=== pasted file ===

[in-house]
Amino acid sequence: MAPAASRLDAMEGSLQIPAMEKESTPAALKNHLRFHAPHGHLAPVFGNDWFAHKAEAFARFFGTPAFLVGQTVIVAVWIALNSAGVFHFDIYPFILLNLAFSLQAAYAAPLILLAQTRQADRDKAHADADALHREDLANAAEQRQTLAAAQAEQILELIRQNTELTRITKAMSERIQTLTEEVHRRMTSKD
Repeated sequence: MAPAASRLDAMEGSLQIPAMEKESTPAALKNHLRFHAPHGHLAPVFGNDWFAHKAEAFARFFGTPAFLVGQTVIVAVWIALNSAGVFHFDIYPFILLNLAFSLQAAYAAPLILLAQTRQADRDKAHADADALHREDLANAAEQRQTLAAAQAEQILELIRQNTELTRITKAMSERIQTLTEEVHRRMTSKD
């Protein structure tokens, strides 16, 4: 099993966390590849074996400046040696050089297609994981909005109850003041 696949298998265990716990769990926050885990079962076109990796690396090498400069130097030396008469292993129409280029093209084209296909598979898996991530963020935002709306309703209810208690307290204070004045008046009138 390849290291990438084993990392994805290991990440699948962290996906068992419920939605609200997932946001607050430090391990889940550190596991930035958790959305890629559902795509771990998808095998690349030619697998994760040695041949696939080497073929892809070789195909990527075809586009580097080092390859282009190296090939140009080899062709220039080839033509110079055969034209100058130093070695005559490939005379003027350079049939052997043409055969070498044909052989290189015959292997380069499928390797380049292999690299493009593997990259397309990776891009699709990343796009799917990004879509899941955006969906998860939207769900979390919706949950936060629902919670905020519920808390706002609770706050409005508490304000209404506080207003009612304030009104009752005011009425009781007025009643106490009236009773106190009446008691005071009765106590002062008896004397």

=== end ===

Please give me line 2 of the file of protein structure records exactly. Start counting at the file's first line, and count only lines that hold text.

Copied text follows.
Amino acid sequence: MAPAASRLDAMEGSLQIPAMEKESTPAALKNHLRFHAPHGHLAPVFGNDWFAHKAEAFARFFGTPAFLVGQTVIVAVWIALNSAGVFHFDIYPFILLNLAFSLQAAYAAPLILLAQTRQADRDKAHADADALHREDLANAAEQRQTLAAAQAEQILELIRQNTELTRITKAMSERIQTLTEEVHRRMTSKD